Monday, January 26, 2015

Deer & Doe Plantain

I'm in search of tride and true (tnt) patterns for all the basic pieces in my closet.
I've got a button-down that's pretty close, some magical shorts that I've copied that fit no matter how much I weigh that I'm translating into jeans, and now i'm close to having a t-shirt tnt of my very own.

Plantain is a free pattern from Deer & Doe (as I'm sure you well know unless you are new to the sewing blogosphere). It's has a different shape than what you might be used to (ie: it can look a little maternity), and I wasn't sure about it myself, but it sure is easy to wear! Besides, taking in side seams is an easy alteration that can change the shape to whatever floats your boat. Plus it has cute little elbow patches that I have yet to try.

I made some small changes to affect the fit for myself, and after looking at my pictures I'm going to need to make some more changes.

On my muslin (not shown), I cut a 38 and graded to a 40 at the hip according to my measurements. In this version, I used a 38 throughout and like the amount of ease much better.

My changes:
1. forward shoulder 1/2". Finally a t-shirt that isn't sliding back all the time!
2. raised neckline to the smallest size – perfect. Changed the length of the binding to correspond with this change.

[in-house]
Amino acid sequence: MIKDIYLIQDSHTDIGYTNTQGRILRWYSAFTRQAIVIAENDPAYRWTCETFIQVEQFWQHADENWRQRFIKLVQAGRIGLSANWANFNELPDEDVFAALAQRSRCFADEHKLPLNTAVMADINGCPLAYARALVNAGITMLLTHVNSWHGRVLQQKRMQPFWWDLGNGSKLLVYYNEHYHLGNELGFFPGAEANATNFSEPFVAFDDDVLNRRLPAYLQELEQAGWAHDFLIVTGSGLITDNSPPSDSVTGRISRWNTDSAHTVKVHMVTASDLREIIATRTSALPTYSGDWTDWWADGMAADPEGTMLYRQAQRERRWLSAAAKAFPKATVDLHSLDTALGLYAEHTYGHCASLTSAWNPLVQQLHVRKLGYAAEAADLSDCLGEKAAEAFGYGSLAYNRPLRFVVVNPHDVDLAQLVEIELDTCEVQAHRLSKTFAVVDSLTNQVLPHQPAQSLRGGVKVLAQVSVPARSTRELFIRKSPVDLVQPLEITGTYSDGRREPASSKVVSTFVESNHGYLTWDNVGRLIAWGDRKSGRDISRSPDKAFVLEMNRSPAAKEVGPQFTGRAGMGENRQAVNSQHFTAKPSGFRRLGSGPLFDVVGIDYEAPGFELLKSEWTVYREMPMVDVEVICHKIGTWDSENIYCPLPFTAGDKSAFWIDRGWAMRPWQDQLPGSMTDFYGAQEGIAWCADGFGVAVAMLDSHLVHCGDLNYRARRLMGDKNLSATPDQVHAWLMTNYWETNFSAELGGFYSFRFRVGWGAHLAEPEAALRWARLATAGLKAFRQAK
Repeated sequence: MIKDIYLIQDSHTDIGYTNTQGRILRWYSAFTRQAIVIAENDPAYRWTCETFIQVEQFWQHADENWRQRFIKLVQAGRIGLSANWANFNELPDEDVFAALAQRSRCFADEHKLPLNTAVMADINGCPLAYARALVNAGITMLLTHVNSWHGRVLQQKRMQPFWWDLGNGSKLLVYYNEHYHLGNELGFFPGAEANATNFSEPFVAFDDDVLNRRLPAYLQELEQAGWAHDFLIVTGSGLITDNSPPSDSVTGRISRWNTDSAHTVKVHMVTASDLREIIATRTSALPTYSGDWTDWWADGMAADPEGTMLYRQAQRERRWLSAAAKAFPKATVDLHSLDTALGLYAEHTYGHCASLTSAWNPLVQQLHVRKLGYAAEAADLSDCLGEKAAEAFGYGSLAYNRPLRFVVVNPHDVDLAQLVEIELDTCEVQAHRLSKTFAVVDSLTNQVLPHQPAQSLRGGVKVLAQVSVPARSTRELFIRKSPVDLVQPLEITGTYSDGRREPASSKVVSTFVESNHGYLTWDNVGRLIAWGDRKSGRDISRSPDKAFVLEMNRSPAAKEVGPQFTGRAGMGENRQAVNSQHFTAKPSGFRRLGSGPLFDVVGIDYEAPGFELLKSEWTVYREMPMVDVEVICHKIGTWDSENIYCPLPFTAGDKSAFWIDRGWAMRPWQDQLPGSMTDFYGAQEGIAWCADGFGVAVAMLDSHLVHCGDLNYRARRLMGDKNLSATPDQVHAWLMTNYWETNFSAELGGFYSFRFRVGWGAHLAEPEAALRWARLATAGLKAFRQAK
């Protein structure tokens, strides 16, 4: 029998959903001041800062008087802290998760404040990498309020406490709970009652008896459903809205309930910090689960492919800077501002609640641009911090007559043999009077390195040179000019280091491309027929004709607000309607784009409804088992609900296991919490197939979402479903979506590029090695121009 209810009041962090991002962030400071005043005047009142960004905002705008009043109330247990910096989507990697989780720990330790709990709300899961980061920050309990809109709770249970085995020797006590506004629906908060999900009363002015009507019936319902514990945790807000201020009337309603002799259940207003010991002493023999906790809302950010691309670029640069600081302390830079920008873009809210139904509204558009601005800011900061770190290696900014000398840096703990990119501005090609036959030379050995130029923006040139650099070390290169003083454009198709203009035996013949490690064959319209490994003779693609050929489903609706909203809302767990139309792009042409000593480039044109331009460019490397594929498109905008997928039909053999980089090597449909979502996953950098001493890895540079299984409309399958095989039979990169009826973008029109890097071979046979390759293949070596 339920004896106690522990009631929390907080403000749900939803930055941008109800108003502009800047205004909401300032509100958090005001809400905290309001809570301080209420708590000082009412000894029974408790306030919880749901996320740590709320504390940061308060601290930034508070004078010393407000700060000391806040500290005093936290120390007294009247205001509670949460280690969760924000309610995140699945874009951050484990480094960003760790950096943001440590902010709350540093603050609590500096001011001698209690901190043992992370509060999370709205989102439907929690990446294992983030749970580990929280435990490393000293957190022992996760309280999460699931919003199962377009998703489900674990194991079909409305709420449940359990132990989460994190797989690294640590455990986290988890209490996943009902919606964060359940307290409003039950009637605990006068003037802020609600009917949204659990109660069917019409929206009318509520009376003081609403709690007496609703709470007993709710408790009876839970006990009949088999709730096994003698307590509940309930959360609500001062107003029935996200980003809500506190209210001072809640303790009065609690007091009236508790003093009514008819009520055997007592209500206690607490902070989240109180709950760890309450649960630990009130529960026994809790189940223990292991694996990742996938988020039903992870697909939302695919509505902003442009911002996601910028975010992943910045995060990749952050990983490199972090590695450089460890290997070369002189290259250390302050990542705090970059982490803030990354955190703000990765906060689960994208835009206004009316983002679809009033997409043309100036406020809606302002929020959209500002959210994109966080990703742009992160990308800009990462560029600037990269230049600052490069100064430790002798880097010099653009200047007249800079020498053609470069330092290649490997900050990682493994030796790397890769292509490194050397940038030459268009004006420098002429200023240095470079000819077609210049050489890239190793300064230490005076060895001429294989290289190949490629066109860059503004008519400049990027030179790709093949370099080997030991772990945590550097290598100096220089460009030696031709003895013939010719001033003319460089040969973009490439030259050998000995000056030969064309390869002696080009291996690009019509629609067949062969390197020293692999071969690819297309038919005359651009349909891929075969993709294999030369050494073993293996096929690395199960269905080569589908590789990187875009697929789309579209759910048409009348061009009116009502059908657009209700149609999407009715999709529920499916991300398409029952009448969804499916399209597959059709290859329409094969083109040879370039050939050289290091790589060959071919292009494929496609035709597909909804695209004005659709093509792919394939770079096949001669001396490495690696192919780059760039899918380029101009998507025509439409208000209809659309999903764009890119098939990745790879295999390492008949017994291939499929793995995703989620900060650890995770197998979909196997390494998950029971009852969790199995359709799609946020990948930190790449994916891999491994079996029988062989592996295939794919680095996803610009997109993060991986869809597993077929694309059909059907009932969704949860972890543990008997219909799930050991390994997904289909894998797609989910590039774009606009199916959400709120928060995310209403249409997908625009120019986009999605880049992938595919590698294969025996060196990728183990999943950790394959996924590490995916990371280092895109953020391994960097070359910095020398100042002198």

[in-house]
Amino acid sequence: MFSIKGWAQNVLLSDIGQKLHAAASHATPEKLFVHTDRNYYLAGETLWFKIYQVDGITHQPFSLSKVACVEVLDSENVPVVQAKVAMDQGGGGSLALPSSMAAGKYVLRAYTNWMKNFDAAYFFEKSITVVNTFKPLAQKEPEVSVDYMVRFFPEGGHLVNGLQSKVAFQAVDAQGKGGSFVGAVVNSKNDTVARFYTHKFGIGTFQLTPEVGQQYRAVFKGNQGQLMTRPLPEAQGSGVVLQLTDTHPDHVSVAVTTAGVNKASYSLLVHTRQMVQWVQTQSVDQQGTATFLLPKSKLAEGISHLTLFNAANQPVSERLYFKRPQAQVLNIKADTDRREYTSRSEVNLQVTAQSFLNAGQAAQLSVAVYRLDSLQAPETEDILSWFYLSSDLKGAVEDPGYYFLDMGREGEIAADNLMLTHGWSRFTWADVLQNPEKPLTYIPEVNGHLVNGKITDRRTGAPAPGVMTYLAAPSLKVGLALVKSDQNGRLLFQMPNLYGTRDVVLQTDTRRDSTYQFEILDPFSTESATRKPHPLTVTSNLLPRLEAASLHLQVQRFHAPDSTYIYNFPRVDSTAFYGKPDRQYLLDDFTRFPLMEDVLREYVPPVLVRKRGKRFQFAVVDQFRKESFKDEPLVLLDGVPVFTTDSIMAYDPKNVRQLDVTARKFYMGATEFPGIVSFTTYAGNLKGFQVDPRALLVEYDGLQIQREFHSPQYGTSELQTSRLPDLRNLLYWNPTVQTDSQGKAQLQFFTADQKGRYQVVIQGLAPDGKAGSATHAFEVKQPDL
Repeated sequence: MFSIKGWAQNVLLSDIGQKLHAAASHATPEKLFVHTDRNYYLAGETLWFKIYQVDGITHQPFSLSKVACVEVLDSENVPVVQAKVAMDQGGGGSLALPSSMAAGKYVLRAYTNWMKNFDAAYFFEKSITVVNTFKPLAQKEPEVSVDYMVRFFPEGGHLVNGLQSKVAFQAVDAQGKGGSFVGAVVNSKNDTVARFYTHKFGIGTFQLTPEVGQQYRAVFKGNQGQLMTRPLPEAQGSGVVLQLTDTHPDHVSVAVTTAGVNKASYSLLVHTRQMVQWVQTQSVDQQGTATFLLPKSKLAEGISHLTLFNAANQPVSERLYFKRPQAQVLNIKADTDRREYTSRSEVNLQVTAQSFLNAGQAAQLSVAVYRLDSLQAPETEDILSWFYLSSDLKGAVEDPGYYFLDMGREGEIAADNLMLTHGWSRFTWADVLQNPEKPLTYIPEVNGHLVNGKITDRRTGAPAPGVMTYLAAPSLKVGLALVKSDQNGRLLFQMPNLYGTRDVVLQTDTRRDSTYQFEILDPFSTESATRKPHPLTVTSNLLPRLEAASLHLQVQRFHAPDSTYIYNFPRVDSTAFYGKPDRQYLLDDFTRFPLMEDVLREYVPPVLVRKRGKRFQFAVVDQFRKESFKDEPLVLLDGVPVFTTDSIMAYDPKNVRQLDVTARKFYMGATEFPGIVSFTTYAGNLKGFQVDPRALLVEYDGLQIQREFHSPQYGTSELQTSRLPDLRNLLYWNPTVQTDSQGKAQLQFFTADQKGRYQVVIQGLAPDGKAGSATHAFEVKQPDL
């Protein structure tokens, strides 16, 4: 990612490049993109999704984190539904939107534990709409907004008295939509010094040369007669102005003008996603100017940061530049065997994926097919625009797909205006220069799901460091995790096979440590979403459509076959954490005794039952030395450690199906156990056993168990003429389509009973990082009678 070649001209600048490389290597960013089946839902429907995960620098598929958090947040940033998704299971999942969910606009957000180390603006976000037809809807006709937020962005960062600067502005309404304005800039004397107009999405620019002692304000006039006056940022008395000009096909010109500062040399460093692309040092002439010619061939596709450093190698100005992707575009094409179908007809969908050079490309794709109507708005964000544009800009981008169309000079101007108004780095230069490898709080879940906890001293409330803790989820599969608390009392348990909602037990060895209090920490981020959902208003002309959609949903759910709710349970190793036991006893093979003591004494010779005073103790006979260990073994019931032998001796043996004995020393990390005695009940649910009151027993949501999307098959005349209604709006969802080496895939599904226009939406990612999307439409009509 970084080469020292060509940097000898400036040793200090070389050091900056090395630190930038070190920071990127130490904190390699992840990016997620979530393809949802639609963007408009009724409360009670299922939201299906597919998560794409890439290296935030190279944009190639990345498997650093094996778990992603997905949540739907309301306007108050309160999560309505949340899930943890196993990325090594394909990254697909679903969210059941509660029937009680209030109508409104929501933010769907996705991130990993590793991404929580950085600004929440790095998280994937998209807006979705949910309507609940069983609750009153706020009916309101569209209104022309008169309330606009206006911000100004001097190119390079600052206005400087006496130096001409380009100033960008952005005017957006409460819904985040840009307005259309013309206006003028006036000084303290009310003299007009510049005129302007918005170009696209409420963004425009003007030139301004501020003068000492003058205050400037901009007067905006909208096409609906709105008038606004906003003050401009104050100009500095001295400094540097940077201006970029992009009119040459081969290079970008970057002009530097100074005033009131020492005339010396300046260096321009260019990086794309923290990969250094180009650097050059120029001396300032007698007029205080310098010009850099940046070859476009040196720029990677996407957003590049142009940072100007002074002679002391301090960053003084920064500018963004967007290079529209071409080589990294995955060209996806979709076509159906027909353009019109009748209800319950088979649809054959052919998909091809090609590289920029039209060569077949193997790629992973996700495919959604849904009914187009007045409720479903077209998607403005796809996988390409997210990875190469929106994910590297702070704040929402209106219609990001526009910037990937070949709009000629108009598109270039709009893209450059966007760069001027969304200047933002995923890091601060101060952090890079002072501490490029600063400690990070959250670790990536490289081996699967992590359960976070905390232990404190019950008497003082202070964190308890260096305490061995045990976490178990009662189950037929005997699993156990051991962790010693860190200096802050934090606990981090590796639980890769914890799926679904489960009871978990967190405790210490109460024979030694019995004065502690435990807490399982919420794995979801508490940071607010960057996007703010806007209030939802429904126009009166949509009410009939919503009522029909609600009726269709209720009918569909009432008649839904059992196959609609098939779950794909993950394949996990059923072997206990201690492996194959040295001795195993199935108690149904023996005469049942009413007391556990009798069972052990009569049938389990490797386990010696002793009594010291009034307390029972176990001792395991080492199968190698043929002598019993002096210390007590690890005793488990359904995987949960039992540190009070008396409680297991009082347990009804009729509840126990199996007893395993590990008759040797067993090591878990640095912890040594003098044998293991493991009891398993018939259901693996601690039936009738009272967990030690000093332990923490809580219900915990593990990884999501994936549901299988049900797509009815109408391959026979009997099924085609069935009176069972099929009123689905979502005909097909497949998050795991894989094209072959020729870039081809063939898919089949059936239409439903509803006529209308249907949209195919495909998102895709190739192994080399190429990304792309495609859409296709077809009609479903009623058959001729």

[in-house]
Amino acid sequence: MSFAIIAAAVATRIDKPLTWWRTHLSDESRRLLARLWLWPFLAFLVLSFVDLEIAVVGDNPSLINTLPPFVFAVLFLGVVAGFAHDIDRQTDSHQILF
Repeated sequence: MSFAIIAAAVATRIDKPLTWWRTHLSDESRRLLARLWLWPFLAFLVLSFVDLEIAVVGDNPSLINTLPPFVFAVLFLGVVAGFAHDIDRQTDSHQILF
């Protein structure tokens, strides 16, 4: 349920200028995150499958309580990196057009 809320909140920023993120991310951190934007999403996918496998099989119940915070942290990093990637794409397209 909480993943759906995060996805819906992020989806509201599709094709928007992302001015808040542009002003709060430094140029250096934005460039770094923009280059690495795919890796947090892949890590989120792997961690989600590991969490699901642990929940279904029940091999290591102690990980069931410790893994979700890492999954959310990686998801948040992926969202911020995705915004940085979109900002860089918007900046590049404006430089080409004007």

3. I can't remember if I made a broad back adjustment (all sewing packed away), but I'll check when I'm able. I suspect that I did.
4. took out the sleeve at the bicep and elbow. It was a little tight and uncomfortable in this jersey.

From drag lines the pics, it looks like I also need to:

1. sloping shoulder adjustment and lower the arm hole accordingly
2. swayback adjustment. I usually don't bother but it looks like shit and I should really figure that shit out. Any suggestions on how to do this?

This pattern fit my shoulder to bust area much better than the Sewaholic Renfrew that everyone has had so much success with. I think the Sewaholic block is not right for me, though the Minoru jacket is still a favorite. I've tried a couple of other no-name t-shirt patterns, but so far this one is the best for me.

Pattern review is here.

Saturday, January 24, 2015

Stitch Magazine's Weekender Duffel Bag

I'm destashing and packing up my sewing stuff so we can paint and put new carpet in the basement after a 3+ year reno. In the meantime, I'm going to get my fix by reviewing and posting everything I've sewn and not blogged blogged about for lack of time/energy/interest and most importantly inability to take a decent photograph.